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Regulators to Act in Wake of Bass Fisheries Collapse

Suggested Fishing Restrictions Receive Widespread Support at Fish and Game Meeting


California Fish and Game officials who met in Santa Barbara last Wednesday agreed on the need for action to protect ocean bass species whose populations have collapsed in the last decade in Southern California waters. According to statistics compiled by agency researcher Erica Jarvis, the barred sand bass catch has fallen by 85 percent since 2001. The kelp bass catch has fallen by more than 70 percent since the l980s. The two species constitute two of the biggest recreational fisheries in Southern California.

The cause of the collapse is still in dispute. A study published last fall by Brad Erisman, a researcher at Scripps Institute of Oceanography, pointed to the growth of a sophisticated sports fishing industry in the last 25 years, and to charter boats that target the barred sand bass as it spawns in huge groups in a few locations off the coast. Individual fish will swim as far as 15 miles to join their fellow masses in the summer mating ritual, making it possible for anglers to continue to have success even as overall population numbers of the species decline dramatically.

Michael Sutton, one of two California state Fish and Game Commissioners at the meeting, called for a consideration of a seasonal closure during spawning season to allow the two species to repopulate. “Fishing spawning aggregations is a really dangerous practice,” he said. “If a seasonal closure would alleviate that, we need to consider that. A seasonal closure would have a significant impact on the industry, but so would a ban of fishing these species for several years.”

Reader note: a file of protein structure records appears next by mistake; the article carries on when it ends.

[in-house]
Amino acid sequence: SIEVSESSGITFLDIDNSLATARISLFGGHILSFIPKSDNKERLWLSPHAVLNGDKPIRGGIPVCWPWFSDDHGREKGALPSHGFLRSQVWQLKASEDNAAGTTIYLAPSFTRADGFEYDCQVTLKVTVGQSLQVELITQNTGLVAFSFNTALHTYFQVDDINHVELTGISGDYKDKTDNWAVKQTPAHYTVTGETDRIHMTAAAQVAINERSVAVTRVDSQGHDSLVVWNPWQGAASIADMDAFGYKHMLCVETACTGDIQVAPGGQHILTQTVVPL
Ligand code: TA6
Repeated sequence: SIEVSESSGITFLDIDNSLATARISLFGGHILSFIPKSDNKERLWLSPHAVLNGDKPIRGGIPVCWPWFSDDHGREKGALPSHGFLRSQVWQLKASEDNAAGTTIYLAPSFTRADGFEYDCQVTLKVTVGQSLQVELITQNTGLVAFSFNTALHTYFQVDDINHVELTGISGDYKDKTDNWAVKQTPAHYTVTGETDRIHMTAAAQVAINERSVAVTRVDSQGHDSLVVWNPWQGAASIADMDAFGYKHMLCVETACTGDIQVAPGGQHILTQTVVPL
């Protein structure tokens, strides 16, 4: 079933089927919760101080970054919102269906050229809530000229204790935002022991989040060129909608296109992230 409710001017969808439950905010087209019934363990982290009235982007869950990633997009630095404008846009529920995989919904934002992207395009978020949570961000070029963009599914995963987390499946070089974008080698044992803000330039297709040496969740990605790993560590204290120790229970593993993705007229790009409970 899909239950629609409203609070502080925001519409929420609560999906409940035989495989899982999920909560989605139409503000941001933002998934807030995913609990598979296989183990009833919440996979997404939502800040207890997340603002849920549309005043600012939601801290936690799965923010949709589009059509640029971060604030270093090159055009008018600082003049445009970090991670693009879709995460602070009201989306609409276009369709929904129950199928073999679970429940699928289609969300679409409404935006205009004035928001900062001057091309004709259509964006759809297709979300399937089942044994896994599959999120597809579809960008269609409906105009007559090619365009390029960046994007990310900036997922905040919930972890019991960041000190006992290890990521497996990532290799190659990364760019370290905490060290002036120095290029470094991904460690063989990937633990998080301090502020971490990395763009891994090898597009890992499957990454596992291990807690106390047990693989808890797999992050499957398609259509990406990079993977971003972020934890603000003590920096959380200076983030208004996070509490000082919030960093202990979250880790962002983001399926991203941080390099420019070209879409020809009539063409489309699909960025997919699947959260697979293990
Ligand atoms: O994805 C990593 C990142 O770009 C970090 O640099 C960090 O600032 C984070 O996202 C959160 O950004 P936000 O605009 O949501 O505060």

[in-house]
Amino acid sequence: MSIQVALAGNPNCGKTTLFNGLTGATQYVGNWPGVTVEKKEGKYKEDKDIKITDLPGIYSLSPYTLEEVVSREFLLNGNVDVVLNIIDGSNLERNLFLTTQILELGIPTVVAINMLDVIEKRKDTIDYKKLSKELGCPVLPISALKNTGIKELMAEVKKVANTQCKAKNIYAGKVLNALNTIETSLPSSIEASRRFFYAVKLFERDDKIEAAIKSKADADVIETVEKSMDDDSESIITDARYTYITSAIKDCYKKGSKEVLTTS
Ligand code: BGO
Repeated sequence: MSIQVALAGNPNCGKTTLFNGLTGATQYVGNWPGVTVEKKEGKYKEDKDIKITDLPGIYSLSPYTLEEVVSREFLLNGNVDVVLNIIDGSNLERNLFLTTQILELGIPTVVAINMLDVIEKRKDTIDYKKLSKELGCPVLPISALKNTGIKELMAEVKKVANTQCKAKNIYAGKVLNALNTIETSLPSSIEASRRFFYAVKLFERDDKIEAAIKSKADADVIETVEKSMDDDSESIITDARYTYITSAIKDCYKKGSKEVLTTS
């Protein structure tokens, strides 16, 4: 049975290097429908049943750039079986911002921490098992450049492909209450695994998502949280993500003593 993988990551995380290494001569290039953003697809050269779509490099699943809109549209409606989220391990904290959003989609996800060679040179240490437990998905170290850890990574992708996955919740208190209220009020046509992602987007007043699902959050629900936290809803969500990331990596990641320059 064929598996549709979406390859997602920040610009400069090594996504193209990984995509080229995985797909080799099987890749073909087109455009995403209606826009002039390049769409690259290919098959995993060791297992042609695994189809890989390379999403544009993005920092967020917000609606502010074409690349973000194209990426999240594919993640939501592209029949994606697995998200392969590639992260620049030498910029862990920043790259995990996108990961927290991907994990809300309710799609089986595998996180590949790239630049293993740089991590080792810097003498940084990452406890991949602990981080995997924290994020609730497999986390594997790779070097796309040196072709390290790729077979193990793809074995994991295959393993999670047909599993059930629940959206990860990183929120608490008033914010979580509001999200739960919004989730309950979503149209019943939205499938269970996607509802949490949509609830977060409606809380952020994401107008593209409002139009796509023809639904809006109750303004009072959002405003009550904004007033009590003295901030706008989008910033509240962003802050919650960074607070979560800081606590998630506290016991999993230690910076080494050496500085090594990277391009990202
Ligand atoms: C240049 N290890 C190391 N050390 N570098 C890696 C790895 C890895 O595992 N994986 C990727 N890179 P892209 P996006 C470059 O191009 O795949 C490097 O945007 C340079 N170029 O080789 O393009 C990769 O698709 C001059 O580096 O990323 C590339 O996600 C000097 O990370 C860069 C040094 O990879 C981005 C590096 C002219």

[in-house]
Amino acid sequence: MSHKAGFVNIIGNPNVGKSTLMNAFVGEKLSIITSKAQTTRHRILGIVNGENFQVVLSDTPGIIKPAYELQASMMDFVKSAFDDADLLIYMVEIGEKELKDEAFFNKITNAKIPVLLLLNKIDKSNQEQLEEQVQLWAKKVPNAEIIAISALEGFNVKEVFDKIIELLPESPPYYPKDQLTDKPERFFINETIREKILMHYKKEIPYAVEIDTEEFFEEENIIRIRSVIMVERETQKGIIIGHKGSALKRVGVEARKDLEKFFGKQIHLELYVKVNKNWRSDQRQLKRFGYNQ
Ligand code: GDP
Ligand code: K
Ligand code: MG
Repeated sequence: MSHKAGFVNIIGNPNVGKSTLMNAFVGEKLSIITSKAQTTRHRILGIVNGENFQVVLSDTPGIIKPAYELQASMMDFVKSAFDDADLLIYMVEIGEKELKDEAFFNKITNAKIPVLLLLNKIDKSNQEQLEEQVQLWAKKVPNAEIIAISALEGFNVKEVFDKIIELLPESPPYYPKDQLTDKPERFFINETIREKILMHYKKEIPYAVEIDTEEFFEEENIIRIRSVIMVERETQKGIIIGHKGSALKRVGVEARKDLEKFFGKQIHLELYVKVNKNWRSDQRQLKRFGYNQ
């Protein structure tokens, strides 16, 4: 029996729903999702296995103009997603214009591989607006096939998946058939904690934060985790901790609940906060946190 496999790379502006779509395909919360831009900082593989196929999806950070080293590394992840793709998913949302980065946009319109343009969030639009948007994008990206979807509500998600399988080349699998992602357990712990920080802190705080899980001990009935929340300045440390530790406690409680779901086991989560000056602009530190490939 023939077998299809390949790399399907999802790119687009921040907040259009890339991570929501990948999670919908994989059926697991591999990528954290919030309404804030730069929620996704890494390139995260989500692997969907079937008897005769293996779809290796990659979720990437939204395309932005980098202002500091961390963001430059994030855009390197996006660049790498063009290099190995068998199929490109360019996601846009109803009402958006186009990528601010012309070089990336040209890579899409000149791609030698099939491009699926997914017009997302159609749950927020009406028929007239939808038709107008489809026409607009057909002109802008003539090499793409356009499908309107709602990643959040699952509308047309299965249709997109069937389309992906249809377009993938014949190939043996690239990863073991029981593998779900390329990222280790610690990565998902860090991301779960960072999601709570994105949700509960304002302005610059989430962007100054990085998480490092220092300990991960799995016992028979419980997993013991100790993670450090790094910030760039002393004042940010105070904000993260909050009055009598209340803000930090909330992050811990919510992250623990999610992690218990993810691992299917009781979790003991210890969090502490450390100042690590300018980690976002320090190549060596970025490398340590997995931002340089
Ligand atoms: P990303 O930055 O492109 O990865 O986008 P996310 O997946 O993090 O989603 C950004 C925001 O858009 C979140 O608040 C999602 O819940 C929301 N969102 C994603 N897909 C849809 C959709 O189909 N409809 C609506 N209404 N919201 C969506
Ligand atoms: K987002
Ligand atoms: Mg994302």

Jarvis said that the bass fisheries collapsed mostly due to an influx of colder waters since l998, brought on by a vast oceanic phenomenon called the Pacific Decadal Oscillation. Over a span of many years, not unlike El Niño and La Niña in the equatorial Pacific, a colossal pool of cold water sloshes back and forth from the North Pacific, altering both the weather and ocean conditions along the coast. “We think this [collapse] has to do with a long-term trend due to the PDO,” she said. “It appears that as though the warmer periods are more favorable to these species than the cool periods.”

Jarvis and other fish biologists at the agency suggested that the agency consider three measures to allow the two bass species – and another, less often fished species, the spotted sand bass – to repopulate. They called for a reduction in the bag limit, which currently allows fishermen to catch ten fish a day; an increase in the size limit, to thirteen inches or larger, to ensure that younger fish will have more time to reproduce; and the possibility of a seasonal closure of two weeks or more. The commission may also choose to consider restrictions on where charter boats may fish during the season.

Commissioner Richard Rogers questioned the Scripps study for suggesting that recreation fishing was the primary cause of the fisheries collapse. “The ocean is immensely complex,” he said. “It’s easy to point at fishing effort because it’s far easier to see and document than other factors.”

In the end, the two commissioners, representatives of environmental groups, and many anglers in the audience supported the staff’s call for new restrictions. The recommendation will go to the full commission next month. Putting together a new “regulatory package” is expected to take about a year.

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